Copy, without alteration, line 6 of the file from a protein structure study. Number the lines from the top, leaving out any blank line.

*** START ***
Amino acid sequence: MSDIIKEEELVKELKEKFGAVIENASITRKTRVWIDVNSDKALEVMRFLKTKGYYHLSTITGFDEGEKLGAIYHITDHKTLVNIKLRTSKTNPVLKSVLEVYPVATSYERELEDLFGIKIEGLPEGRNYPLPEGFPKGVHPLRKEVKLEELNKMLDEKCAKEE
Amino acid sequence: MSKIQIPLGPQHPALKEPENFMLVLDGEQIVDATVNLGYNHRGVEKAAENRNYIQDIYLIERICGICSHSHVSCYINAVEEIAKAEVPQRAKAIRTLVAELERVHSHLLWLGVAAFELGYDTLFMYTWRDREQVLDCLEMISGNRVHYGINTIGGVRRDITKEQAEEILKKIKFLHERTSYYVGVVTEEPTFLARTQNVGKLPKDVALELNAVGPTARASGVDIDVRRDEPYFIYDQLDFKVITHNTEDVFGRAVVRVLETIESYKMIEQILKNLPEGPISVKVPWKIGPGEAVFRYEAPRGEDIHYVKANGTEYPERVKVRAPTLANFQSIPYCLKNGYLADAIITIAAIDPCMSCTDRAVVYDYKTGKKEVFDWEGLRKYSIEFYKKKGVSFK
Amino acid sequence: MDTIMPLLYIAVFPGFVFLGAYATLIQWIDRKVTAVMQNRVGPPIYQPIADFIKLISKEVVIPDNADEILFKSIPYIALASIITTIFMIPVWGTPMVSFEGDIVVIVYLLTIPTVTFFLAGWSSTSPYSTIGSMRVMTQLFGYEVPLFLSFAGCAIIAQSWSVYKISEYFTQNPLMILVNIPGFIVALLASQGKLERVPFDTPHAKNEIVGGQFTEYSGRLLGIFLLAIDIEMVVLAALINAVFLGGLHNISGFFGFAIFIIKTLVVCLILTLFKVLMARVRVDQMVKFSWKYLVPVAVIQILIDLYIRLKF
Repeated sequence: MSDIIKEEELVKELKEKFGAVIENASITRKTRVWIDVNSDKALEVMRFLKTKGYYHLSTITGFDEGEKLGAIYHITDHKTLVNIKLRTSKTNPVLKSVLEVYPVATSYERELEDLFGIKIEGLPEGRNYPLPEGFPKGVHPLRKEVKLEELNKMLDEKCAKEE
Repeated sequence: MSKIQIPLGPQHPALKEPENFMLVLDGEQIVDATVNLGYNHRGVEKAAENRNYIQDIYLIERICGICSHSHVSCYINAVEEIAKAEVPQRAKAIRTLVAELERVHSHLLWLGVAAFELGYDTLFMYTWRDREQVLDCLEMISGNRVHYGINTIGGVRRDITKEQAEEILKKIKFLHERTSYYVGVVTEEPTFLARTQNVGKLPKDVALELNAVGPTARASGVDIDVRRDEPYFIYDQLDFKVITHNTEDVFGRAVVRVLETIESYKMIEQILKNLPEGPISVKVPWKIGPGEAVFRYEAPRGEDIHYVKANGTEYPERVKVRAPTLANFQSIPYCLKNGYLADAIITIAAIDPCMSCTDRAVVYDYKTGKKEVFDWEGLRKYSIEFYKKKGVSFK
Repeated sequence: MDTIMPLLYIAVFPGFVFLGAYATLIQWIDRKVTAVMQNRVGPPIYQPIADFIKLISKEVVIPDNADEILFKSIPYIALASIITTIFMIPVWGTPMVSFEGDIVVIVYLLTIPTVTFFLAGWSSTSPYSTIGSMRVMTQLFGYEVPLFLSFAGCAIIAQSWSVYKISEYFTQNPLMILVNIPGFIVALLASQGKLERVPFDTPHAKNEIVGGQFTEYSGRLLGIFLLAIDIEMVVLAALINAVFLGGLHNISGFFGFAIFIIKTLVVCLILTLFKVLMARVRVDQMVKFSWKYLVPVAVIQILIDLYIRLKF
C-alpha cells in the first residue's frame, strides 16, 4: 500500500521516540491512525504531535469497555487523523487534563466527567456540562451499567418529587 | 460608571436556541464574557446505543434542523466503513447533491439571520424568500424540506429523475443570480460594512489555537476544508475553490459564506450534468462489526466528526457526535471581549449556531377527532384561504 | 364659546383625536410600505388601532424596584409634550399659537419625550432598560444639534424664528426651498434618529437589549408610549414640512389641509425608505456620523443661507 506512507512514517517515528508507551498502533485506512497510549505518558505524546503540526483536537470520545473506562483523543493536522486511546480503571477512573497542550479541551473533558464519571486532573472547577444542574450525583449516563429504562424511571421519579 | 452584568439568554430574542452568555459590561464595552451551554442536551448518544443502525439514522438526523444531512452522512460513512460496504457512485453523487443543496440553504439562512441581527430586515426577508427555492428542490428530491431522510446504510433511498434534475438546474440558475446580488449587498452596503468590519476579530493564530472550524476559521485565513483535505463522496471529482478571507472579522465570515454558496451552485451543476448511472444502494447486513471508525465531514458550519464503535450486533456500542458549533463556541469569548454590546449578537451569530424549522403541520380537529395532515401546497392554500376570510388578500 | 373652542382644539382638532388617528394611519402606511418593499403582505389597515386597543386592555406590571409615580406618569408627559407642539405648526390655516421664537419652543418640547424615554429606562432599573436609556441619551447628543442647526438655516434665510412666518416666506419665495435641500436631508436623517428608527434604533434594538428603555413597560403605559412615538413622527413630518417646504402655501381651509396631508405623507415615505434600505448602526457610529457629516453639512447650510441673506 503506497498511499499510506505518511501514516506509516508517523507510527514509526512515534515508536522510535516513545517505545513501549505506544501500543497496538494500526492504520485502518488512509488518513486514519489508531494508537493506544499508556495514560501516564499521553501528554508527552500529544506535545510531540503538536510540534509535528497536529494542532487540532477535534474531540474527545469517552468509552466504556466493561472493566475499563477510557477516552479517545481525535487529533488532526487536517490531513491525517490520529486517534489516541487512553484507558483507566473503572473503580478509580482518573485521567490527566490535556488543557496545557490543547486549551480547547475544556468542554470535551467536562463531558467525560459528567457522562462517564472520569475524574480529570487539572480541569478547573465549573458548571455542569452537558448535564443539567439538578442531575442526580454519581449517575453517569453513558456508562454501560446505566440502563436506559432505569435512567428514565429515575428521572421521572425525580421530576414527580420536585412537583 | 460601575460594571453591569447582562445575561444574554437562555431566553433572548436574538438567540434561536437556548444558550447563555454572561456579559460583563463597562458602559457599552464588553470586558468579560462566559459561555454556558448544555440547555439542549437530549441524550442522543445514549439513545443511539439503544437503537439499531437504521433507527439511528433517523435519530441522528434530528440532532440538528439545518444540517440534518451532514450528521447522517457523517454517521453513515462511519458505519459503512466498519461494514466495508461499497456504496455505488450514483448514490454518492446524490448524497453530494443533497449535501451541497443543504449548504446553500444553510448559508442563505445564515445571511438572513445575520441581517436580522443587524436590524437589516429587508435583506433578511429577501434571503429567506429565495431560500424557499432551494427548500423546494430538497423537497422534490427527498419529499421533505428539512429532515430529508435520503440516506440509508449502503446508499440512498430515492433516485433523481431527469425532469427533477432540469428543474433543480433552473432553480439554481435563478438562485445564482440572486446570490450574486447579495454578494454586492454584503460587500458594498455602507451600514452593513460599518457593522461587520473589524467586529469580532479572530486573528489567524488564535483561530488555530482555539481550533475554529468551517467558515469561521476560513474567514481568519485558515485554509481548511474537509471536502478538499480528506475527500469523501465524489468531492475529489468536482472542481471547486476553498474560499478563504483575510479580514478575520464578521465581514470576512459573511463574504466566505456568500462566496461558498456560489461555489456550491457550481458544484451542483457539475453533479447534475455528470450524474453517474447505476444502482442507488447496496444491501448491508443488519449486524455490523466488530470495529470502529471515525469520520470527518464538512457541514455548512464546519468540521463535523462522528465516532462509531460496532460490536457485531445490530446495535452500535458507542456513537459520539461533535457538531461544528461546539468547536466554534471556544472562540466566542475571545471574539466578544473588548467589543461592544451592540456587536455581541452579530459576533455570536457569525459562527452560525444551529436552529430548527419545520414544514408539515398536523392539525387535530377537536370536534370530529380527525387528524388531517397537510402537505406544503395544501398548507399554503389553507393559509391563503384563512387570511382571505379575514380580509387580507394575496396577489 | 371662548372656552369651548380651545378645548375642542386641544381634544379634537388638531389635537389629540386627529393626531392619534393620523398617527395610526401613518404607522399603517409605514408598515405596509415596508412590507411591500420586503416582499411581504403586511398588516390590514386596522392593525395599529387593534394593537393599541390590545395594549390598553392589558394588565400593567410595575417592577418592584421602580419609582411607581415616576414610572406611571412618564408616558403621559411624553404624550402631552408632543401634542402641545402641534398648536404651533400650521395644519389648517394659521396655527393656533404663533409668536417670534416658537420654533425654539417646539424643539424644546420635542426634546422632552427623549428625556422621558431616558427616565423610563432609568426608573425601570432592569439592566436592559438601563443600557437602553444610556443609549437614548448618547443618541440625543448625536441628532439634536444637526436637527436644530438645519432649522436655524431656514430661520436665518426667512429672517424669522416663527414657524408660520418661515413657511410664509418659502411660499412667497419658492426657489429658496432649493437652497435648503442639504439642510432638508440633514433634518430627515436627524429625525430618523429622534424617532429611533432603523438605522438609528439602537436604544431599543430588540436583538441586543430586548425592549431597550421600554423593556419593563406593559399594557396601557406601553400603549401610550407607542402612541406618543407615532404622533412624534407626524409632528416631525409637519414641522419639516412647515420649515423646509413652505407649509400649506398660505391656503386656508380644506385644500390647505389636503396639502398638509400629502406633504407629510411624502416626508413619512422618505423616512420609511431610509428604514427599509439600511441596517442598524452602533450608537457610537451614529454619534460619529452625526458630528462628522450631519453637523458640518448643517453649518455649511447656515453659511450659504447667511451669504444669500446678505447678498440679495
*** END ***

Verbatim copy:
Repeated sequence: MDTIMPLLYIAVFPGFVFLGAYATLIQWIDRKVTAVMQNRVGPPIYQPIADFIKLISKEVVIPDNADEILFKSIPYIALASIITTIFMIPVWGTPMVSFEGDIVVIVYLLTIPTVTFFLAGWSSTSPYSTIGSMRVMTQLFGYEVPLFLSFAGCAIIAQSWSVYKISEYFTQNPLMILVNIPGFIVALLASQGKLERVPFDTPHAKNEIVGGQFTEYSGRLLGIFLLAIDIEMVVLAALINAVFLGGLHNISGFFGFAIFIIKTLVVCLILTLFKVLMARVRVDQMVKFSWKYLVPVAVIQILIDLYIRLKF